CSD 2072: Fluency Disorders

SOME Resources That May Hold Answers to the Daily Questions

Selected Journals with Articles about Stuttering

American Journal of Speech-Language Pathology: A Journal of Clinical Practice

Journal of Speech and Hearing Disorders

Journal of Speech, Language, and Hearing Research

Journal of Fluency Disorders

Journal of Communication Disorders

Language, Speech, and Hearing Services in Schools

Seminars in Speech and Language

Engines for Searching Journals

PubMed: a search engine accessing numerous medically related journals, including abstracts and a link for ordering articles directly. Web-based access at: http://www.ncbi.nlm.nih.gov/PubMed/

Ovid: a search engine accessing several databases, including Medline, PsychInfo. Web-based access available at: http://www.hsls.pitt.edu/hslonline/ovidlogin.html

You can also access many journals online (e.g., Science Direct) at: http://www.hsls.pitt.edu/

Recent Books about Stuttering

Bloodstein, O. (1995). A Handbook for Stuttering (5th ed.) San Diego: Singular Publishing.

Conture, E.G. (2001). Stuttering: Its Nature, Assessment and Treatment. Needham Heights, MA: Allyn & Bacon.

Curlee, R.F. (Ed.) (1999). Stuttering and related disorders of fluency (2nd ed.). New York: Thieme Medical Publishers.

Curlee, R.F., & Siegel, G. (Eds.), Nature and treatment of stuttering: New directions (2nd ed.). Needham Heights, MA: Allyn & Bacon.

Guitar, B. (1999). Stuttering: An integrated approach to its nature and treatment (2nd ed.) Baltimore: Williams & Wilkins.

Reardon, N.A., & Yaruss, J.S. (2004). The Source for Stuttering: Ages 7-18. East Moline, IL: LinguiSystems.

Manning, W.H. (2001). Clinical decision making in fluency disorders. (2nd ed.). San Diego: Singular Publishing.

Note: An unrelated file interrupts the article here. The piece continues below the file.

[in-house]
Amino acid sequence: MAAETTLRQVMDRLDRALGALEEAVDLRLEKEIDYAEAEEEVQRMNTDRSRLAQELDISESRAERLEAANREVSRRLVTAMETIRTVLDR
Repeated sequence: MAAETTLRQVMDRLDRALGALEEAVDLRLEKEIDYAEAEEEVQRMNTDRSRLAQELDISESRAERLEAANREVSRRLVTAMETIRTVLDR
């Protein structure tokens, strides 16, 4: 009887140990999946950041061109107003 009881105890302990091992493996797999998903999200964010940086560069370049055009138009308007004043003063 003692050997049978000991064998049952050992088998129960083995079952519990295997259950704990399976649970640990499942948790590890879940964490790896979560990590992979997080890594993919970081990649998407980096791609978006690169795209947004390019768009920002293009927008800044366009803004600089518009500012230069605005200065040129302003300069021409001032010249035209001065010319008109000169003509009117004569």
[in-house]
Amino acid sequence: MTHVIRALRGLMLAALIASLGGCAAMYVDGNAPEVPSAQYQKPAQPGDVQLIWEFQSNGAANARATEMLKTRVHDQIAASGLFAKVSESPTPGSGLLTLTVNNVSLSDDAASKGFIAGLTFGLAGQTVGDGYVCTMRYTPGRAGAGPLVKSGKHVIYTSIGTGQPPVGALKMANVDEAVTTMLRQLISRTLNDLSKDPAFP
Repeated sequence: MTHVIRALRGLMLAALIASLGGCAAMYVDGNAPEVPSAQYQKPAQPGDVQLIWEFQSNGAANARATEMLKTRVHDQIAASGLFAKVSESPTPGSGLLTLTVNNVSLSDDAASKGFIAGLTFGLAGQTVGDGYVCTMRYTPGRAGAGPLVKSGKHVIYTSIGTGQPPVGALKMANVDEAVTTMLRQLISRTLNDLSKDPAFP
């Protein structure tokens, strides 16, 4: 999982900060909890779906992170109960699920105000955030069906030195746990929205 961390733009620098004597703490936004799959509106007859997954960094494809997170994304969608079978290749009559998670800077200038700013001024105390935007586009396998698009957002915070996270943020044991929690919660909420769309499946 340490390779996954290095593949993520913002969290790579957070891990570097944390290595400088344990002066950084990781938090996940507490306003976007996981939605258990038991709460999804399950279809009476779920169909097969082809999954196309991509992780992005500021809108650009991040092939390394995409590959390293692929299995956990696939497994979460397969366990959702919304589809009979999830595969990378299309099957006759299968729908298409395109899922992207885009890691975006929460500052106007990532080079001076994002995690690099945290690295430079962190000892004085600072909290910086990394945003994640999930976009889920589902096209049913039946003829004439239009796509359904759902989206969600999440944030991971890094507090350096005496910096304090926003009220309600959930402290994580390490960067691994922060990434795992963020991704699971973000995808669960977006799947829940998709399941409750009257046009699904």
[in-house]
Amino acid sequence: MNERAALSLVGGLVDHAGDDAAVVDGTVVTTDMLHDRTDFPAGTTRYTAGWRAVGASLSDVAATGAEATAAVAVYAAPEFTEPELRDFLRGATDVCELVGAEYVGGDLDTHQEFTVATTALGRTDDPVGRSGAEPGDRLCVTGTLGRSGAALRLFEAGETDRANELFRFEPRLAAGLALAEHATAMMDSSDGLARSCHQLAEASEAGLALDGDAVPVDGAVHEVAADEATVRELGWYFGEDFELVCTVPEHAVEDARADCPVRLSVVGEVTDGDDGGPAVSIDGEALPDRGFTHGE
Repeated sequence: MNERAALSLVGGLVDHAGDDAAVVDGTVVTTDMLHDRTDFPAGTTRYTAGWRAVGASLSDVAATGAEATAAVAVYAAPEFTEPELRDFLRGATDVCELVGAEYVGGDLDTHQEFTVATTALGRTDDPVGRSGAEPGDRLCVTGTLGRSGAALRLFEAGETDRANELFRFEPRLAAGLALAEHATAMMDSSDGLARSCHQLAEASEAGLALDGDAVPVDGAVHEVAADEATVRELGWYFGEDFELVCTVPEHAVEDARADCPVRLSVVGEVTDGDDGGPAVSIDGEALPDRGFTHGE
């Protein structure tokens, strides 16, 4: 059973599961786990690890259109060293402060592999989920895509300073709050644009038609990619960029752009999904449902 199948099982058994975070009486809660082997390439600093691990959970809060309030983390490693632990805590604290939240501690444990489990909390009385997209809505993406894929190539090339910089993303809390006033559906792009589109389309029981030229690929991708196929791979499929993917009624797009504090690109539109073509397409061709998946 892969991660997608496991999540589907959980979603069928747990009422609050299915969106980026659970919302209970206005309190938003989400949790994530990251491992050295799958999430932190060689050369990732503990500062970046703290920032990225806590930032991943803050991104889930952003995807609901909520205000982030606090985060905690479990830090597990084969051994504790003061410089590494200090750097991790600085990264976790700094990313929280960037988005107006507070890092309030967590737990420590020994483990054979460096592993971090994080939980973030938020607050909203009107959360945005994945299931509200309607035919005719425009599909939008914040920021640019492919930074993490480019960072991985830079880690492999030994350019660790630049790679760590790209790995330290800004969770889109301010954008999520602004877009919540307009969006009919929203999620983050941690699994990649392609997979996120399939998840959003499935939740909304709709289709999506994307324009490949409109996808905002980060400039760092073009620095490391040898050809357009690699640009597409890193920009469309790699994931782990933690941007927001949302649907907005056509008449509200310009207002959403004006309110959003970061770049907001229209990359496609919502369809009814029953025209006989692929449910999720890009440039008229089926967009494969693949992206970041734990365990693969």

Shapiro, D.A. (1999). Stuttering Intervention: A collaborative journey to fluency freedom. Austin, TX: Pro-Ed.

Yaruss, J.S. (Ed.) (2002) Facing the Challenge of Treating Stuttering in the Schools (Part I: Selecting Goals and Strategies for Success). Seminars in Speech and Language, Vol. 23, 3.

Yaruss, J.S. (Ed.) (2003) Facing the Challenge of Treating Stuttering in the Schools (Part II: One Size Does Not Fit All). Seminars in Speech and Language, 24, 1.


Electronic Communication About Stuttering

 

In addition to accessing online journals, there are three other types of information about stuttering that you can access via the internet. Each provides different information or different ways of learning about stuttering.

The Stuttering Home Page

The stuttering home page contains a tremendous amount of helpful information about stuttering, including essays about stuttering, course syllabi from other universities, and links to other stutter­ing pages. To access point your browser to:

http://www.stutteringhomepage.com

Websites

In addition to the SHP, there are also websites specific to organizations that are active in stuttering or stuttering support, including:

The National Stuttering Association: The largest support group in the USA for people who stutter: http://www.WeStutter.org

The Stuttering Foundation of America: Organization providing information about stuttering for SLPs and people who stutter: http://www.stutteringhelp.org

Friends: The Association for Young People Who Stutter: A newer support group focusing on children who stutter: http://www.friendswhostutter.org

Listservs

A listserv is an electronic communication group. People send messages to a main computer, then that machine then mails out the message to everybody on the list. To participate, simply tell the main computer that you want to be on the list. When you do, you will receive information about how to do things like sign off when you graduate or no longer want to read the list messages.

There are several listservers available on stuttering, each with a slightly different focus (three are listed below). I would recommend you start with stutt-l, because this list has had the most activity in the past. (In fact, I think Stut-HLP and Stutt-X are very quiet these days.)

STUTT-L. A forum for researchers, clinicians, and theorists interested in stuttering. The list owner is Dr. Woody Starkweather at Temple University. To subscribe, send the following message to listserv@vm.temple.edu: subscribe Stutt-L firstname lastname.

STUT-HLP. A support list for people who stutter and their families. The list owner is Dr. Bob Quesal (r-quesal@bgu.edu) at Western Illinois University. To subscribe, send the following message to listserv@bgu.edu: subscribe Stut-hlp firstname lastname.

STUTT-X. A forum for discussion about research of stuttering. The list owner is Dr. Don Mowrer at Arizona State University. To subscribe, send the following message to listserv@asuacad: subscribe Stutt-X firstname lastname